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Cultures of Energy

Cultures of Energy brings writers, artists and scholars together to talk, think and feel their way into the Anthropocene. We cover serious issues like climate change, species extinction and energy transition. But we also try to confront seemingly huge and insurmountable problems with insight, creativity and laughter. We believe in the possibility of personal and cultural change. And we believe that the arts and humanities can help guide us toward a more sustainable future. Cultures of Energy is sponsored by Rice University’s Center for Energy and Environmental Research in the Human Sciences (CENHS, pronounced ‘sense’). Join the conversation on Twitter @cenhs and on the web at culturesofenergy.com
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Aug 10, 2017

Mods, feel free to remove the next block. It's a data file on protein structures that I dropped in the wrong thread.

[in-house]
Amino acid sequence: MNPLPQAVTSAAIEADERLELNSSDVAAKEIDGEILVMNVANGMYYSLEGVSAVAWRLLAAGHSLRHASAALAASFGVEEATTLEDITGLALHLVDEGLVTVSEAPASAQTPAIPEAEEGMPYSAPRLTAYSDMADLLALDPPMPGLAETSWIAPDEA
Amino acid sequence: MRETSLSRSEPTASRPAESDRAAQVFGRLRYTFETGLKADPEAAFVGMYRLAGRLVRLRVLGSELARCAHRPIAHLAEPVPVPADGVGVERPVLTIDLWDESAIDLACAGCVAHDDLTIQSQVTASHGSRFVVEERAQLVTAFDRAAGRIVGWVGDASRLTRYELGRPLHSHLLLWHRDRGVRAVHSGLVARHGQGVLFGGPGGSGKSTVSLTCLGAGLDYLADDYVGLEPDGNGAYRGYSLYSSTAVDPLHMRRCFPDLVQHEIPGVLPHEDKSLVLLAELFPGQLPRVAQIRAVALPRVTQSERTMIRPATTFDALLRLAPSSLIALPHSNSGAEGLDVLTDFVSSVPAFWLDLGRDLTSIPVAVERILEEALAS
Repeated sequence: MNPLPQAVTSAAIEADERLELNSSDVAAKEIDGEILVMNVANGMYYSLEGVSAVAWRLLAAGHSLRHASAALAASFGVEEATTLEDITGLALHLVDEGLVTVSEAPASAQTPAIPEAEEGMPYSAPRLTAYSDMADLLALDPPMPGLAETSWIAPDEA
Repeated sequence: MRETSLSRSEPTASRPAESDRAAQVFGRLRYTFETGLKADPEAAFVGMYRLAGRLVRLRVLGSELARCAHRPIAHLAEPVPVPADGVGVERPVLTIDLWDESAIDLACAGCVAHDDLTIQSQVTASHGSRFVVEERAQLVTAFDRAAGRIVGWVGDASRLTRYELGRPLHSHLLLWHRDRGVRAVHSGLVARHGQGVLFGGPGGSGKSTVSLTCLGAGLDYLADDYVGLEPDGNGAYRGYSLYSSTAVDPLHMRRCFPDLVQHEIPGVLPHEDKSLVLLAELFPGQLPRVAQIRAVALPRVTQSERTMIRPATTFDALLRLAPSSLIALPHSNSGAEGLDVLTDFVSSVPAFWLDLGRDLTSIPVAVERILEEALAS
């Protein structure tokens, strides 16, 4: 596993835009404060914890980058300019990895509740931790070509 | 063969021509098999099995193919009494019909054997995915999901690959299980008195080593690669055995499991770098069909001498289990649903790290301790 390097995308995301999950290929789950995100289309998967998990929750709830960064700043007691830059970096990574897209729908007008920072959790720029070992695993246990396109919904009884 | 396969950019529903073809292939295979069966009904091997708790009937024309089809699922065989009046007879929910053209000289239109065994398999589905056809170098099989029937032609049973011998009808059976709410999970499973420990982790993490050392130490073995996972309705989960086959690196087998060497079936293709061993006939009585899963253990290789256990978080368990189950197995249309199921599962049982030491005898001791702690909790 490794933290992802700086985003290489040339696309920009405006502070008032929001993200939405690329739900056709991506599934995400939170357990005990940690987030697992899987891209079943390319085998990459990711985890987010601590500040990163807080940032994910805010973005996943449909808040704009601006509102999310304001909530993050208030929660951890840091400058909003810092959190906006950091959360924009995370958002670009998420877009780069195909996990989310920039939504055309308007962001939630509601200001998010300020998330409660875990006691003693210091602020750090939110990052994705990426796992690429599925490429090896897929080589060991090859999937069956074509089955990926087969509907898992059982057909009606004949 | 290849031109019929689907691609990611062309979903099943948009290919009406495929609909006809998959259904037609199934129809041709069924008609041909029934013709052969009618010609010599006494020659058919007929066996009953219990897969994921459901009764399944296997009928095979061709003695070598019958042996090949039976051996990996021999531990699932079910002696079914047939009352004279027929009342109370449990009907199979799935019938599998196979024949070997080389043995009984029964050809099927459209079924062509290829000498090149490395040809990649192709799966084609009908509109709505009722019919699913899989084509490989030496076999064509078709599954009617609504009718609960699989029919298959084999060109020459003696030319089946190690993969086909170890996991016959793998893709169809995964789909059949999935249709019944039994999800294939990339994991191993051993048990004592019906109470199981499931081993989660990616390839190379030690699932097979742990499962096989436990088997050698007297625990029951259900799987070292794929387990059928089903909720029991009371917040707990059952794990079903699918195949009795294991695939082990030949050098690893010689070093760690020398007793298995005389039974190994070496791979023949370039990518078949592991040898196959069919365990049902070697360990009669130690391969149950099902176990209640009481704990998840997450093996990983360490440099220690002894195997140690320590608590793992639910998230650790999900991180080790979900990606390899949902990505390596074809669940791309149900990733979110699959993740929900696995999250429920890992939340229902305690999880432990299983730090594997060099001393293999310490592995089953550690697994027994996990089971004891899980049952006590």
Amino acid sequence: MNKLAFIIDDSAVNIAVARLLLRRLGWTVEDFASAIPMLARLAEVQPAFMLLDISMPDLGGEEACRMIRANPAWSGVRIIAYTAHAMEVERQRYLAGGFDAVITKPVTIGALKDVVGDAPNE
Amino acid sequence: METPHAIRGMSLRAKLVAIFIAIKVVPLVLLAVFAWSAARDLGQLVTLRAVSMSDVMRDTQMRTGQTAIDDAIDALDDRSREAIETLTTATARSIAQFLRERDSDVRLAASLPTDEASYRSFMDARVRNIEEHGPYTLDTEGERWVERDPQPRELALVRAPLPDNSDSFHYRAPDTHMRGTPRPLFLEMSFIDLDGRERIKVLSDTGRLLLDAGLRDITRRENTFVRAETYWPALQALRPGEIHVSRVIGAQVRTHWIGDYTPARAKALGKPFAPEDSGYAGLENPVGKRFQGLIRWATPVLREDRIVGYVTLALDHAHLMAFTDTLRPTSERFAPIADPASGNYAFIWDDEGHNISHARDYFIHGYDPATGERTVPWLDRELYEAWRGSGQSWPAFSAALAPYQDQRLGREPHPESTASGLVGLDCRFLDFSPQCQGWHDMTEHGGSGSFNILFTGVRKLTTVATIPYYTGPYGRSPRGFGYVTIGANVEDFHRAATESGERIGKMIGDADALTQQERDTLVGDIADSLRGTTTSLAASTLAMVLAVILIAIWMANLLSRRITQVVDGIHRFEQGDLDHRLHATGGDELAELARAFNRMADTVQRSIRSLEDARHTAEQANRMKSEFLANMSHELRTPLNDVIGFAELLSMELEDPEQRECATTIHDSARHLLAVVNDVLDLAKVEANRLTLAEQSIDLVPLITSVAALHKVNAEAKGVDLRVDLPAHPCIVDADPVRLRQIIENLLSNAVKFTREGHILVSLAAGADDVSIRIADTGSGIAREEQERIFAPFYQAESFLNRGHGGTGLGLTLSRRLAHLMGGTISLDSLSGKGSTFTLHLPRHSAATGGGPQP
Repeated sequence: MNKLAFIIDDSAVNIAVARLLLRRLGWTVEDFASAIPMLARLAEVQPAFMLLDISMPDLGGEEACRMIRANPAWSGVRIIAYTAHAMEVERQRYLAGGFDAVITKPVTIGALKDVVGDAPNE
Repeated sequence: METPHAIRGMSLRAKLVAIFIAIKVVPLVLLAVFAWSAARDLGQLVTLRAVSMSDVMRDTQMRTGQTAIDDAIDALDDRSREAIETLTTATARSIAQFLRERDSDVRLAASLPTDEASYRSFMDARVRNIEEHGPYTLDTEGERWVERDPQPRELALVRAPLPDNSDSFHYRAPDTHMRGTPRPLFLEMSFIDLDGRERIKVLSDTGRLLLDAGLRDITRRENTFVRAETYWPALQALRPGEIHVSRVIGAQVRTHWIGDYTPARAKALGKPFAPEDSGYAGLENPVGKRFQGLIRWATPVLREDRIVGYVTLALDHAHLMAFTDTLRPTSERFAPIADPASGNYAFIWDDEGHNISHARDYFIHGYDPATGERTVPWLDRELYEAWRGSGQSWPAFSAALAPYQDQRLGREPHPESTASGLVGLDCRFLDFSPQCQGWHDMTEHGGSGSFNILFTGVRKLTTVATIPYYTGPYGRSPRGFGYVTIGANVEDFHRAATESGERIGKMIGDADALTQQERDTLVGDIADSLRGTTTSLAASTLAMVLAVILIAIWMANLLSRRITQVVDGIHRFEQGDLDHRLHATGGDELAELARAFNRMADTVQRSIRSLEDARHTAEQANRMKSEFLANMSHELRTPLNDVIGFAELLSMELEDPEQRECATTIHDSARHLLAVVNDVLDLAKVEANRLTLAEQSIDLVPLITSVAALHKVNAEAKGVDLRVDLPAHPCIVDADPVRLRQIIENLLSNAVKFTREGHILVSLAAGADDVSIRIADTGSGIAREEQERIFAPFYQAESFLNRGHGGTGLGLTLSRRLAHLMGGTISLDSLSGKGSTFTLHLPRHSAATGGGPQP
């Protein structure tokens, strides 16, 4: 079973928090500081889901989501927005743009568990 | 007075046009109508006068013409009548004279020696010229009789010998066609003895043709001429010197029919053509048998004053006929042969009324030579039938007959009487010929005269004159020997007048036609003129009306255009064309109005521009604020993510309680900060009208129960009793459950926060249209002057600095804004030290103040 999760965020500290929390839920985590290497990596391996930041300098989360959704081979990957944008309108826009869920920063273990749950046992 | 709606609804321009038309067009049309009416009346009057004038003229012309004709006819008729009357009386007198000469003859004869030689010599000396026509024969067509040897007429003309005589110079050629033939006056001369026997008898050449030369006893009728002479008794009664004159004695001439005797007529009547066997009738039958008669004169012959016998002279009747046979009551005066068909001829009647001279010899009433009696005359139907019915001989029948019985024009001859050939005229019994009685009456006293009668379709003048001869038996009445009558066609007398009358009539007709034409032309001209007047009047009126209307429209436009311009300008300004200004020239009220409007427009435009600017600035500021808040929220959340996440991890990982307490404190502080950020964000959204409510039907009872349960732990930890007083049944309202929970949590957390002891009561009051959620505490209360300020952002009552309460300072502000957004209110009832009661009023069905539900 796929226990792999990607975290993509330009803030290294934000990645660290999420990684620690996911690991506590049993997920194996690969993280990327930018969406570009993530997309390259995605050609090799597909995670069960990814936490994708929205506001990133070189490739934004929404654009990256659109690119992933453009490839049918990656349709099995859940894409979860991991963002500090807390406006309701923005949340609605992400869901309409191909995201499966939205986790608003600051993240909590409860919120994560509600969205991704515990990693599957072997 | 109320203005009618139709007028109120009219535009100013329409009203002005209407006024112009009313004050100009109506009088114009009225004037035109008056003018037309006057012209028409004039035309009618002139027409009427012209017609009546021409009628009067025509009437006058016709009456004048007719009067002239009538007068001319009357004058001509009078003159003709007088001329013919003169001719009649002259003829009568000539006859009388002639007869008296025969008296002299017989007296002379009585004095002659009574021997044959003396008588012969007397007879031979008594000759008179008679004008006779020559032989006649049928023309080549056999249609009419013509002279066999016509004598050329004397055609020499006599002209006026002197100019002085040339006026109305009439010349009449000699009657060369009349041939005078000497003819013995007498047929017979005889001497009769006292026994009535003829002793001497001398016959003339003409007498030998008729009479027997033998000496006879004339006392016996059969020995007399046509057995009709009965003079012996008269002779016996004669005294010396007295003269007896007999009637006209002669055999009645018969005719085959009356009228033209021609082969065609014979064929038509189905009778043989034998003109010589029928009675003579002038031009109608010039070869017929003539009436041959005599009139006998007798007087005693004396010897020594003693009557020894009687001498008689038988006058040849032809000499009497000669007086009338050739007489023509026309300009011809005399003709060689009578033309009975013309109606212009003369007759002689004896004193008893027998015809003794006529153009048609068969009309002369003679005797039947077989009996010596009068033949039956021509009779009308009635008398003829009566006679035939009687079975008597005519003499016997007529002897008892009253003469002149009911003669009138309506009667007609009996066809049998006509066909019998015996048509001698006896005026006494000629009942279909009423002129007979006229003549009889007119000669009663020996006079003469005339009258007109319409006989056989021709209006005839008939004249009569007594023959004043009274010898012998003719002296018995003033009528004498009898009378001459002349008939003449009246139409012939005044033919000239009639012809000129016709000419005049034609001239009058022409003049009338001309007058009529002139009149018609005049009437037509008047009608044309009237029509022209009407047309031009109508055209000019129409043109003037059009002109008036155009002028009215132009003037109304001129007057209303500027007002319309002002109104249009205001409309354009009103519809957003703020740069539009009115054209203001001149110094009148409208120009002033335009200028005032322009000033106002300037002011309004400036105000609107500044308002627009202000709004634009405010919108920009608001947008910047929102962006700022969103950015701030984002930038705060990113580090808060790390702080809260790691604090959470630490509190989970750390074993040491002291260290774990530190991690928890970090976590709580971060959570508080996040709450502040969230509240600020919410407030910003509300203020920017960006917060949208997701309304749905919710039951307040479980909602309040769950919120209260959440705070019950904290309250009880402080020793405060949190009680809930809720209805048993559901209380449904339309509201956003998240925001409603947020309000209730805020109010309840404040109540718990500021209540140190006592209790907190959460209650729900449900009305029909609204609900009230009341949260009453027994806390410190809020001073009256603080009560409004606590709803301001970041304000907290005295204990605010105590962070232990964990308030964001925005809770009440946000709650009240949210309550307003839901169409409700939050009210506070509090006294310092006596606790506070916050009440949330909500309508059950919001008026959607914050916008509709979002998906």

It’s all about the Panama Canal on this episode of the Cultures of Energy podcast! Dominic and Cymene sing Van Halen and share tales of self-sabotaging students and then (13:58) the phenomenal Ashley Carse joins us to talk about the Panama Canal research that culminated in his book, Beyond the Big Ditch (MIT Press, 2014). We learn about the early 20th century geopolitics that led to the canal zone and how it helped create the state of Panama. We move from there to the world-making powers of empire and transportation, Panama as a logistics hub, who the “Zonians” are, Panamanian hydropolitics, and growing concerns about drought’s impact on both canal operation and the nation’s future. Ashley shares with us some of the crazier schemes the U.S. and Panamanian governments have come up with over the years to improve the canal and explains how aspects of “nature” like forests and rivers have been made into canal infrastructures. We turn then to his new work on dredging and sediments. That gets us to urbanization and the global shortage of sand, transoceanic shipping, and the deepening of harbors to accommodate still more massive ships. We conclude by returning to the Panama Canal, its retrocession to Panamanian control and subsequent life as a space of post-imperial nostalgia. Listen on! PS Also, we researched it and the Van Halen song has nothing actually to do with Panama. It’s about David Lee Roth’s car. But still it’s fun to sing #noregrets.

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